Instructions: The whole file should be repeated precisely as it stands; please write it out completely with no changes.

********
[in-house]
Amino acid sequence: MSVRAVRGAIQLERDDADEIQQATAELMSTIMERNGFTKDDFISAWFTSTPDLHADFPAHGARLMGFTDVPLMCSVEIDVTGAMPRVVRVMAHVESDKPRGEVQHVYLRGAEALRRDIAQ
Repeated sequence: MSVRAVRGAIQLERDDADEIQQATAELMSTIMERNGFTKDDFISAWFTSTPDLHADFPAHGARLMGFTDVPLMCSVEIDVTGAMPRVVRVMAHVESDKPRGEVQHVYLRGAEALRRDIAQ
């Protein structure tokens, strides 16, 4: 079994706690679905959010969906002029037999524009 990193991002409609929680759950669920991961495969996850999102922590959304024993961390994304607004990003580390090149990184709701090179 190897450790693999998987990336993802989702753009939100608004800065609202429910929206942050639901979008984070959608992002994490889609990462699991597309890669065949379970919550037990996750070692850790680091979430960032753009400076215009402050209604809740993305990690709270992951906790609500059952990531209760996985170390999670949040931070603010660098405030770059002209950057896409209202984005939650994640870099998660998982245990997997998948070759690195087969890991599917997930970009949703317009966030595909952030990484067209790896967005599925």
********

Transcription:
[in-house]
Amino acid sequence: MSVRAVRGAIQLERDDADEIQQATAELMSTIMERNGFTKDDFISAWFTSTPDLHADFPAHGARLMGFTDVPLMCSVEIDVTGAMPRVVRVMAHVESDKPRGEVQHVYLRGAEALRRDIAQ
Repeated sequence: MSVRAVRGAIQLERDDADEIQQATAELMSTIMERNGFTKDDFISAWFTSTPDLHADFPAHGARLMGFTDVPLMCSVEIDVTGAMPRVVRVMAHVESDKPRGEVQHVYLRGAEALRRDIAQ
């Protein structure tokens, strides 16, 4: 079994706690679905959010969906002029037999524009 990193991002409609929680759950669920991961495969996850999102922590959304024993961390994304607004990003580390090149990184709701090179 190897450790693999998987990336993802989702753009939100608004800065609202429910929206942050639901979008984070959608992002994490889609990462699991597309890669065949379970919550037990996750070692850790680091979430960032753009400076215009402050209604809740993305990690709270992951906790609500059952990531209760996985170390999670949040931070603010660098405030770059002209950057896409209202984005939650994640870099998660998982245990997997998948070759690195087969890991599917997930970009949703317009966030595909952030990484067209790896967005599925």